On average, marrying younger results in more divorces compared to marrying later. What exactly does that mean? It means that social scientists haven’t been able to figure out anything better to point at. From the stats, if you get married between 20 and 25, you have about a 38% of getting divorced…notably higher than about 19% chance of getting divorced if you get married between 25 and 30. Here lies the problem …what about the 62% that got married between 20 and 25 with no issue. So how do you tell if you are in the 38% versus the 62%? You don’t…that is the primary issue with using statistics; they are meaningless when applied to individuals. Statistics are only valuable to point you along a path of deeper study, or if you want to sell something to large groups of people. The fact that several disciplines of science have embraced statistics as the end result in lieu of a means to get to better theories is actually a bad thing, not a good thing.

    If I followed Ed’s logic, then I would be advocating that people get married before they turn 20, because the divorce rate is actually lower (about 19% – same as 25 to 30 range) than the divorce rate for those that get married at 20 to 25. Also, that same logic would dictate that you should rarely consider getting married a 2nd time (divorce rate is over 60% for 2nd marriages, and over 70% for 3rd marriages). I don’t think you are going to say that everyone you know who is on their 2nd marriage is going to get divorced very soon now…

    Now here is the kicker when you actually dig deeper into the stats. Better educated couples have notably lower divorce rates (gets down to less than 20% in general). In fact, education level and income of the couple are at least as important in determining the success of a marriage as age is. So it isn’t nearly as simple as, “You probably shouldn’t get married young”. So many more factors to consider than just age.

    Signed, one of the 62% that just celebrated 22 years recently.

  23. cgilder says

    I married the summer I graduated from college to a guy I met when I was 19. Still married 10 years and 3 kids later. Sure I’m different than who I was when I was 23, but so is he, and we became different together. Not that we marched in lockstep with each other, but he became more liberal, I became atheist (he’s still Christian), he convinced me to watch a bit of TV with him every night, I convinced him to get chamber music season tickets this year. It’s marriage, it’s give and take, and we’re definitely still in love & lust. I definitely don’t regret the person I’ve become over the last 10 years.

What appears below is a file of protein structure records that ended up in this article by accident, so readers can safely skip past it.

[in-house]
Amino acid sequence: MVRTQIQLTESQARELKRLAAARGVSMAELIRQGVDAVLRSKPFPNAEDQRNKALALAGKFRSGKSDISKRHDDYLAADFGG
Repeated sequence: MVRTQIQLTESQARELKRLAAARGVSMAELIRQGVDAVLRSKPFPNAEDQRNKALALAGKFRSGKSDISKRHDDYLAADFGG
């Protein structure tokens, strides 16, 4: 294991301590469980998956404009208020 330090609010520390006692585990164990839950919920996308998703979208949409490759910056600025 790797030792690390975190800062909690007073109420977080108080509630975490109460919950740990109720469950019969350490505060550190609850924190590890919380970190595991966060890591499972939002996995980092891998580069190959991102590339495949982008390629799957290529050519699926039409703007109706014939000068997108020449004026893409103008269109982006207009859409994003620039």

I have wondered what it would have been like to be one of those single young adults, but I knew I wanted to marry David within 18mo of meeting him. It would have been dumb to throw that away because I wanted to find out what it was like to date assholes :) It would be equally dumb to settle for someone right out of college because OMG OLD MAID!

  24. steve84 says

    It’s actually a big deal among religious fundamentalists. They truly believe that things like emotional and sexual compatibility don’t exist and that anyone can be attracted to anyone (of the opposite sex of course) if they just try hard enough. It plays a huge role in their emphasis on parent-guided courtship over dating. In their world people can’t even find out if they fit together because they practice relatively strict gender segregation and engagements last maybe a few weeks.

  25. raven says

    It’s actually a big deal among religious fundamentalists.

    Might explain why the divorce rate is higher among fundies than the general population. Atheists have the lowest divorce rate.

    Barna survey: Baptists have highest divorce rate – Adherents.com
    www .adherents.com/l argecom/baptist_divorce.html

    Baptists had the highest rate of the major denominations: 29 percent. … He rejected the idea that large numbers of divorced Christians left their … denomination in the country, and nondenominational churches cover a wide spectrum of beliefs.

    U.S. divorce rates: for various faith groups, age groups and …
    www. religioustolerance. org/chr_dira.htm

    Apr 27, 2000 – Divorce rates among conservative Christians were significantly higher than for … The apparently higher rate among born-again Christians, and lower rate among … Barna uses the term “non-denominational” to refer to Evangelical Christian …. However, a review of the report is at: http://www.adherents.com/

  26. iainr says

    I met my wife when we were 20. We got married at 24. 15 years and two kids later I can’t imagine it being better.

    There’s no right or wrong age to get married (so long as you’re both adults…). I have a suspicion the problems arise with couples who marry young because they want to be married rather than because they actually want to marry each other.

  27. says

    Ulysses said: